Seriously, we have always been sympathetic and supportive when friends got divorced. We knew it could happen to us if one or both of us changed in a way that made living together intolerable. We both come from homes in which the mother divorced the father; best thing that could have happened in both cases.

Oops, I just reminded myself of a toast I gave at one of our anniversaries, I forget which: "To [xx] years of wedded tolerance!"

Posted by: Axman at July 3, 2007 8:28 AM

Jody's got my back! thanks!

Posted by: Chrissy at July 3, 2007 9:51 AM

> With nonmarital childbearing
> more common and women more
> economically independent

Far less often at the same time, I'd wager.

> “What’s keeping people together
> is their love and commitment
> for each other,” Professor Musick
> said, “and that’s fragile.

That's not really saying much... So maybe we should insist that people's commitments be stronger.

Jody's comment of 7:22am rocks. It's always fun to fight with her, but I can't find a purchase.

> a large chunk of our divorces
> come from couples that had no
> business even being in the same
> room together

Right. I think social pressure from the peer group could be useful here. I wish my friends had warned me away from my first wife...

> Hand in your balls, sir.

Ever see "Music & Lyrics"? Not that I'm recommending it... But Drew Barrymore is gifted as hell. It's like watching a Jordan step-through-the-air slam in 1989.

> The other great constant
> in human nature is the need
> to look down on others.

God Damn! I can't believe you said that! I've been saying that here for years.

Let's get married. What, you're already married? Ok, so let's start a church. You do sermons and administration, I'll handle collections and enforcement. Can you be ready by Sunday? This is gonna be great.

> We knew it could happen to us

It's remarkable how many of the older happily-marrieds I know --one who, like you, have thrived in the eye of the divorce storm in its worst generation-- reflect on this with similar humility. I have no real understanding, but would bet that you're still married because of a whole lot of selfless effort. A theme emerges.

Posted by: Crid at July 3, 2007 12:13 PM

Chrissy - what idiots "look down their noses" at you?

That's a shame. I was in a "no strings" type of thing for a few years. It was fun - but that's all it was. After a bit of time I wanted to develop a deeper friendship with someone...to get to know someone in an intimate way that my "buddy" and I couldn't (because we didn't click in any non-sexual way...and that's prob why it was so much fun). At any rate, the no-strings thing lost its appeal to me but I'm glad I was able to enjoy that type of relationship.

I have a boyfriend right now and I am loving it (year and seven mos.). I don't know what you mean by women usually sacrifice something...that's a real shame if they do. I don't think there needs to be a standard type of relationship. If the persons involved are happy and give and getting what they each need and want then who the fuck cares?!

After reading this this morning I started wondering how confusing it would get if the normal thing became "medium term" relationships. In such a case, each person could easily have children with three different people. It struck me as being awfully confusing and that's probably why patriarchal, polygamous societies have communal type living and parenting... Or maybe Aldous Huxley was on the right track with the idea of children being raised in a non-family environment for the sake of perpetuating the human race but not to develop familial ties. Off topic as usual, but it's interesting to think about where the human race in general will go as our emotional and intellectual needs change.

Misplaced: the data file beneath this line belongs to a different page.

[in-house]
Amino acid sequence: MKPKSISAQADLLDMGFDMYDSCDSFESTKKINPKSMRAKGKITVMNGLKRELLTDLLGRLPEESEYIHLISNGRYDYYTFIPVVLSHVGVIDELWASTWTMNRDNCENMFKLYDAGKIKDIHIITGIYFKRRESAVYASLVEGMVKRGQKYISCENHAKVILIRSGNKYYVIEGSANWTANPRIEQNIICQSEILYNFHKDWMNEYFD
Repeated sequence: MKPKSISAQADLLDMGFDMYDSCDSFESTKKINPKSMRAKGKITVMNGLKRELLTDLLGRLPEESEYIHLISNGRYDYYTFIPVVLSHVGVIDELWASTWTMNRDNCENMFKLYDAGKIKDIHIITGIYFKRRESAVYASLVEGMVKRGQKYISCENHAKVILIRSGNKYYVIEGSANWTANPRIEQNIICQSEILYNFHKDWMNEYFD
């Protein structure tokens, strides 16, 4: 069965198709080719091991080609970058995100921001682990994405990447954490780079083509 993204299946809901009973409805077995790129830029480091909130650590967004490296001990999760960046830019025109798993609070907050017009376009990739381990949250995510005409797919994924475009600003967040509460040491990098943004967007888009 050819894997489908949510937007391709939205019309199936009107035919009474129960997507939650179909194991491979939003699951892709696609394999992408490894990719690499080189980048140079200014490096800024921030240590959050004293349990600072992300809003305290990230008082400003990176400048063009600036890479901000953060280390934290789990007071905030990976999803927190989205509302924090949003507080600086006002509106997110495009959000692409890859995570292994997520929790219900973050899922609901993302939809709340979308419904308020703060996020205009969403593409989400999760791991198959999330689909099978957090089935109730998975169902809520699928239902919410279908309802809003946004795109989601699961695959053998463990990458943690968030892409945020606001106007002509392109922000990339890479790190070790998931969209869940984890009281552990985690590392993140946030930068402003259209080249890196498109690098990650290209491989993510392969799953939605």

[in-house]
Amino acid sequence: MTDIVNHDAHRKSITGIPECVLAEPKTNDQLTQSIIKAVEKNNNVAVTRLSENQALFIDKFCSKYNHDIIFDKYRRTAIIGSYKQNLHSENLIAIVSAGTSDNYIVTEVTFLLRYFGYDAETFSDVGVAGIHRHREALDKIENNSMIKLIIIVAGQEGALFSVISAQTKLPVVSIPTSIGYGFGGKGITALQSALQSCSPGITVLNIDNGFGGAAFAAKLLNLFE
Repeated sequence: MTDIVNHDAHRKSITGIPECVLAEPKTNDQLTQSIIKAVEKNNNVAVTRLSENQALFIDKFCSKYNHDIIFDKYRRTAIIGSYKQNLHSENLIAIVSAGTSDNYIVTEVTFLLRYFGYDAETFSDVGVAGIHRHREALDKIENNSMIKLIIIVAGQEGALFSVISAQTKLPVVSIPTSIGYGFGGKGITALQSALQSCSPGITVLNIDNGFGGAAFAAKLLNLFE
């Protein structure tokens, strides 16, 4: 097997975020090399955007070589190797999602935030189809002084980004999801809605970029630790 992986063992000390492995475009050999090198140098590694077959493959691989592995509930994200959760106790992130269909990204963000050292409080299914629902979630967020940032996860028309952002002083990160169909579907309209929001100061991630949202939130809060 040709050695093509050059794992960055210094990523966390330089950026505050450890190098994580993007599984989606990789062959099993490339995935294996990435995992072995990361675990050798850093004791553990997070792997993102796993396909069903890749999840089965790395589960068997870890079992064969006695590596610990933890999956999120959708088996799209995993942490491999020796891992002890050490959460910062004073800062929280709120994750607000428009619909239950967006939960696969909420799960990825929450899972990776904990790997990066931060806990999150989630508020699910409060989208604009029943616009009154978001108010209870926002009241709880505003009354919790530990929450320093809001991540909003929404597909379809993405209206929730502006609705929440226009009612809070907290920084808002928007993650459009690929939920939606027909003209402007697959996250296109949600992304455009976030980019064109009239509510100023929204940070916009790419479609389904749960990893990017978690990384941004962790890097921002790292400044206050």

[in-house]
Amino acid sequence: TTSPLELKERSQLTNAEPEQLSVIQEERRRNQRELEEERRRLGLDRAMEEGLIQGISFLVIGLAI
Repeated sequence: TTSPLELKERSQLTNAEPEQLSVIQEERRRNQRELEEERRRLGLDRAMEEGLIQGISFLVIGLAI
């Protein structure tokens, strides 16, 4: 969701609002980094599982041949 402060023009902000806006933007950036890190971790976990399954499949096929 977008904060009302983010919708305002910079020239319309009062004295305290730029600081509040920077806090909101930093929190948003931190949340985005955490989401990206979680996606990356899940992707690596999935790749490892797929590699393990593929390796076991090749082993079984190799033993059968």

Posted by: Gretchen at July 3, 2007 12:24 PM

Relationships aren't for everyone, but what you all seem to forget is that any relationship, not just marriage, takes work. If both parties care enough about each of the consistantly work at the relationship, then it can survive and grow over time.

I have been married for 14 years, gone through my share of fights, struggles, joys, passion, and deep and abiding friendship. We work every day to keep our relationship happy and healthy. It is not always easy, but the good things in life rarely are.

To me, I see too many couples who don't want to work at the relationship and decide to split the minute it gets tough. Those who aren't married - just have an easier time ending the relationship than those who are, but bottom line is, work at it!

Posted by: Klin at July 3, 2007 1:05 PM

Crid,
Glad you mentioned "Music & Lyrics".

Now I can mention, down here, that I used to go out with Hugh Grant (& all I got was a lousy unauthorised biography to write out of it - yeah, yeah - long in a remaindered bin near you - google will back me up. I'd have been better off with Drew, frankly.)

Sunday it is then!

Posted by: Jody Tresidder at July 3, 2007 1:14 PM

Drew Barrymore was probably a bridge too far but I'm holding my ground on unicorns and rainbows.

Posted by: Paul Hrissikopoulos at July 3, 2007 1:17 PM

"To me, I see too many couples who don't want to work at the relationship and decide to split the minute it gets tough. Those who aren't married - just have an easier time ending the relationship than those who are, but bottom line is, work at it!"

This assumes that keeping the relationship going is a person's goal. If you already have a job, and don't actually want to be in a relationship if the going is tough, then why do it? Notice the comments above by people who had sex-only relationships. If that is the only thing you want, then why "work" at it? Some people get all the deep friendship and emotional attachment they need from their families or friends, and don't see the need to have an opposite-sex romantic relationship that provides that. Just playin' devil's advocate. I would think twice before saying "too many" people don't "stick it out." Not everyone wants the same things you do.